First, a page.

In addition to Philips’ contribution, community members adopted at least 14 cats from the Ewing shelter on Community Fest Day 2009 at the College of New Jersey. Two other cats are being placed in foster care and may be adopted later.
Ewing’s mayor, Jack Ball has been working with pet rescue groups to improve conditions at crowded animal shelters, without resorting to euthanasia. Animal control officers tallied 69 cats at the shelter this weekend – significantly more than the limit of 25.
"No cats will die this week," Ball told reporters.
The U.S. Humane Society, an organization that helps to prevent animal cruelty, encourages responsible pet owners to consider adopting a homeless animal from their local shelters.
After spending hours in costume stores and internet search engines finding a clever and comfortable Halloween outfit for dogs, pet owners may wish to snap a few photos before the costume they so fastidiously selected is shaken off or chewed up. Those wishing to memorialize the delights of their "devil dog" in full Halloween regalia may need a few tips to snap quality pictures, while ensuring acceptable pet care.
Professional animal photographer and recreational dog owner, Sam Allen, gave PEOPLEPets.com reporters several tips for taking great photos of costumed pets. Allen’s main piece of advice was to be patient. She explained, "It takes time to get the photo just how you want it."
Allen instructs pet owners to consider their dog’s feelings as they approach the photo shoot, suggesting a puppy may not be as excited to wear strange garb as the owner may be to see them in it. Allowing the dog to sniff the costume and become comfortable with one article of clothing at a time, Allen says, increases the chances of the dog’s approval. Food, toys and treats can also act as motivators.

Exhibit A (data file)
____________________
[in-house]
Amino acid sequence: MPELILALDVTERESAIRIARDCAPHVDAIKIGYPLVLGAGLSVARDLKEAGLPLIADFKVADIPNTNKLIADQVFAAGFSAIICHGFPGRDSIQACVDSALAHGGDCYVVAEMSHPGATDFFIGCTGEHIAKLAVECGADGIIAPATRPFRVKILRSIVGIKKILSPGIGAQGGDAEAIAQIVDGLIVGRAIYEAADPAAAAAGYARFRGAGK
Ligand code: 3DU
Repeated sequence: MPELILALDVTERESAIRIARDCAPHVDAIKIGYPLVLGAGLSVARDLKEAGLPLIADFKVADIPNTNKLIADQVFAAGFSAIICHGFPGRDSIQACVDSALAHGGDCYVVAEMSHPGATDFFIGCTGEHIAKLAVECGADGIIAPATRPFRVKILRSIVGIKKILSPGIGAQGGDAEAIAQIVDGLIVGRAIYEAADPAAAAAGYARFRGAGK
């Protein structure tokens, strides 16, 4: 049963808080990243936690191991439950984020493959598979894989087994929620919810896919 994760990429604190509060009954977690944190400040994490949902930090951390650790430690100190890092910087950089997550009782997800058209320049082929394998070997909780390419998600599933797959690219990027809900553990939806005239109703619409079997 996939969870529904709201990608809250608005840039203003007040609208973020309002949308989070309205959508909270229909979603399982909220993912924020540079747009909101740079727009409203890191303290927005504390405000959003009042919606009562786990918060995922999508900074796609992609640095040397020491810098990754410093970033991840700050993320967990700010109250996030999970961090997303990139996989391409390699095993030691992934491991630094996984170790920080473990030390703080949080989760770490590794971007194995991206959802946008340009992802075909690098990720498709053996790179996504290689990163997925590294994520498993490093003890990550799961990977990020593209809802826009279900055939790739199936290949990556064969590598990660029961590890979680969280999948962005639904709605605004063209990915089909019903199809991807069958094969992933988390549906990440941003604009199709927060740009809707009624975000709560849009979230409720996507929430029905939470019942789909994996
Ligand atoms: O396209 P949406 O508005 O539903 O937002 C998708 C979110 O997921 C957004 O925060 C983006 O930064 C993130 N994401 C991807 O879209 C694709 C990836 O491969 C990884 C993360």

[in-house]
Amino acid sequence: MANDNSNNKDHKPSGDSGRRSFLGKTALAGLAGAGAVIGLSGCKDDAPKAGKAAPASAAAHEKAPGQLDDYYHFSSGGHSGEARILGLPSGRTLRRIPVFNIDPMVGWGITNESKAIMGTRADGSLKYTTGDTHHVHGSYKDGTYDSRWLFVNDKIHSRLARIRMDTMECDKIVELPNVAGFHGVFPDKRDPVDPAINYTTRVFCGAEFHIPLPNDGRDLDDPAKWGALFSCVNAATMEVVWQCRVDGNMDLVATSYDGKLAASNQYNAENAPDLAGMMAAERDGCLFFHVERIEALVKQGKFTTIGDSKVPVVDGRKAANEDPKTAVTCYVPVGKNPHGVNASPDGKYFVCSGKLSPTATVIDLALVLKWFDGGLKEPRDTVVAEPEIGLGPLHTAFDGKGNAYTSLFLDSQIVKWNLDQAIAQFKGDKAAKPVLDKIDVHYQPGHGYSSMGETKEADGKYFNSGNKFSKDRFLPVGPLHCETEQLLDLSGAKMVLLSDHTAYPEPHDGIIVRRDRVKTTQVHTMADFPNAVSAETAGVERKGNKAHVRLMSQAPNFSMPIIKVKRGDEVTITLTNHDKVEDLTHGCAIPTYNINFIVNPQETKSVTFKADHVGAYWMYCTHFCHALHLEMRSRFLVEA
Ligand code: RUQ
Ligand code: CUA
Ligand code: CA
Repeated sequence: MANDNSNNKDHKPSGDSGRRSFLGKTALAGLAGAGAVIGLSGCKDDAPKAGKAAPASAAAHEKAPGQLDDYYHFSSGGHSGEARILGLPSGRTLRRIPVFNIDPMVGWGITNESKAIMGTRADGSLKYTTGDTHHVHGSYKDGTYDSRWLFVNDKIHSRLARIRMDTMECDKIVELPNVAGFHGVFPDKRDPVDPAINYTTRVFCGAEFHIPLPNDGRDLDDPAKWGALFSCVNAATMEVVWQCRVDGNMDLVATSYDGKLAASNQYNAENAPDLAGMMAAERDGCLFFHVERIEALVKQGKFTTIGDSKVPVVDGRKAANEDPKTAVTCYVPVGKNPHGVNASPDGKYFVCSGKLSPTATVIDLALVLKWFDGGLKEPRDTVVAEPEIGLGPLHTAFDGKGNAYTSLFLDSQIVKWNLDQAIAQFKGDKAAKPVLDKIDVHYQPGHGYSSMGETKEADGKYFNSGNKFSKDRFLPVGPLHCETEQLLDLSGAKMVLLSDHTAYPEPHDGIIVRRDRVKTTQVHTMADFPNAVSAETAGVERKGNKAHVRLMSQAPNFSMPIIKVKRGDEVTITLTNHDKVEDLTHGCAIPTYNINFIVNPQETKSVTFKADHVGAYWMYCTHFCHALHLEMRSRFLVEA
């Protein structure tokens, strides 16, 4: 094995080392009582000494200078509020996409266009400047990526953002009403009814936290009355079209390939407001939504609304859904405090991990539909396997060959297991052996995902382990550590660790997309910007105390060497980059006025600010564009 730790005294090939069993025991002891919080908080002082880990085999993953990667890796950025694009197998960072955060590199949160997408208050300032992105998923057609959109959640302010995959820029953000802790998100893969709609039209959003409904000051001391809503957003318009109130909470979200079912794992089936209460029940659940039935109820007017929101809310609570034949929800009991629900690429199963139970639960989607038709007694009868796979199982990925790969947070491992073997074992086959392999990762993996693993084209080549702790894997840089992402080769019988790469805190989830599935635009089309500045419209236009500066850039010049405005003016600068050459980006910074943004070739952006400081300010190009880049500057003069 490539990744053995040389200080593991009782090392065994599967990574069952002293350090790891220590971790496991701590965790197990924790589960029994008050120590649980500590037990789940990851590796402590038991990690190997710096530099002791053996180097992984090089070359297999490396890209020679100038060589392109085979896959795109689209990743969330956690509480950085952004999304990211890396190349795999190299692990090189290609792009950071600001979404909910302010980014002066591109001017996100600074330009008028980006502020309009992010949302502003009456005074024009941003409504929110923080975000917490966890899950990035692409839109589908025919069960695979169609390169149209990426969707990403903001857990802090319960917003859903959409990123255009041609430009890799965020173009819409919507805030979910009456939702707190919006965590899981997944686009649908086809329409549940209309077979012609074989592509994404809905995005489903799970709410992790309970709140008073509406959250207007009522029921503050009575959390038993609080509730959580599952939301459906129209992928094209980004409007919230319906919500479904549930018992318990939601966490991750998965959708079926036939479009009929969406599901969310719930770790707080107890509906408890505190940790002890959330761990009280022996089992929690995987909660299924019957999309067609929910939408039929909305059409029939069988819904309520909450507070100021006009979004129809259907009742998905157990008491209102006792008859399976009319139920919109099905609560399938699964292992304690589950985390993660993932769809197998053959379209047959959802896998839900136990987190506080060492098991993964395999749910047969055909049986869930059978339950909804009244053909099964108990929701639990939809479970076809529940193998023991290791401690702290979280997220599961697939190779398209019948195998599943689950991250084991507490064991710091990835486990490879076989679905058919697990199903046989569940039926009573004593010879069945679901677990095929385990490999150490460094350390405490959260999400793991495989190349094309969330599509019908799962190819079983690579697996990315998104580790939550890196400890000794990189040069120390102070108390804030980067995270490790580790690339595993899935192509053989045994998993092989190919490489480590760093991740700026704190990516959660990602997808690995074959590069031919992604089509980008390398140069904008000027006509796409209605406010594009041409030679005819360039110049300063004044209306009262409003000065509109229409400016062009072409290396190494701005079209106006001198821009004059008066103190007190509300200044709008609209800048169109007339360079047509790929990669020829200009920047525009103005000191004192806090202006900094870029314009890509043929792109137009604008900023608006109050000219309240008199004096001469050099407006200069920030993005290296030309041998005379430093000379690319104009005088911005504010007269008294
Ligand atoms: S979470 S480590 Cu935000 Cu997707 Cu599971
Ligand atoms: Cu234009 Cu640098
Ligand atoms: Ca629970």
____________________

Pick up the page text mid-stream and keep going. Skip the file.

The photographer further instructs that natural light, an uncluttered background, and camera angles at the dog’s eye level will ensure memorable pictures to keep on the refrigerator.
Some Halloween costume retailers sell dog costumes which range from Zorro to Elvis.
Devil dogs, frog princes and French maid poodles are typically content from a child’s imagination or a Walt Disney fairytale; the arrival of Halloween, however, means that pet owners will be scouring costume-shop shelves to find a clever and comfortable costume for their animals.
This week, Yahoo! Reported the occurrence of the search term "Pet Halloween costumes" increased by 3,725 percent from one week ago. As owners prepare for the holiday, local events around the country plan to decide upon the year’s best pet costume.
Recalling an iguana cheerleader that entered a competition last year at a Guardians for Animals event in New Jersey, Guardians spokesperson, Alex Whitney, told the Observer & Eccentric Hometown, "We voted her first place. We couldn’t not do it, when she stood up and waved those pom poms."
The event, which will be held again this year, benefits Guardians, a nonprofit organization aims at rescuing animals from dying in shelters and promoting pet care.
In other regions, pet photo and costume contests are sending proceeds to local animal shelters and the U.S. Humane Society.
An ABC News affiliate reports that the most popular costumes for dogs this year will be pumpkins and devils.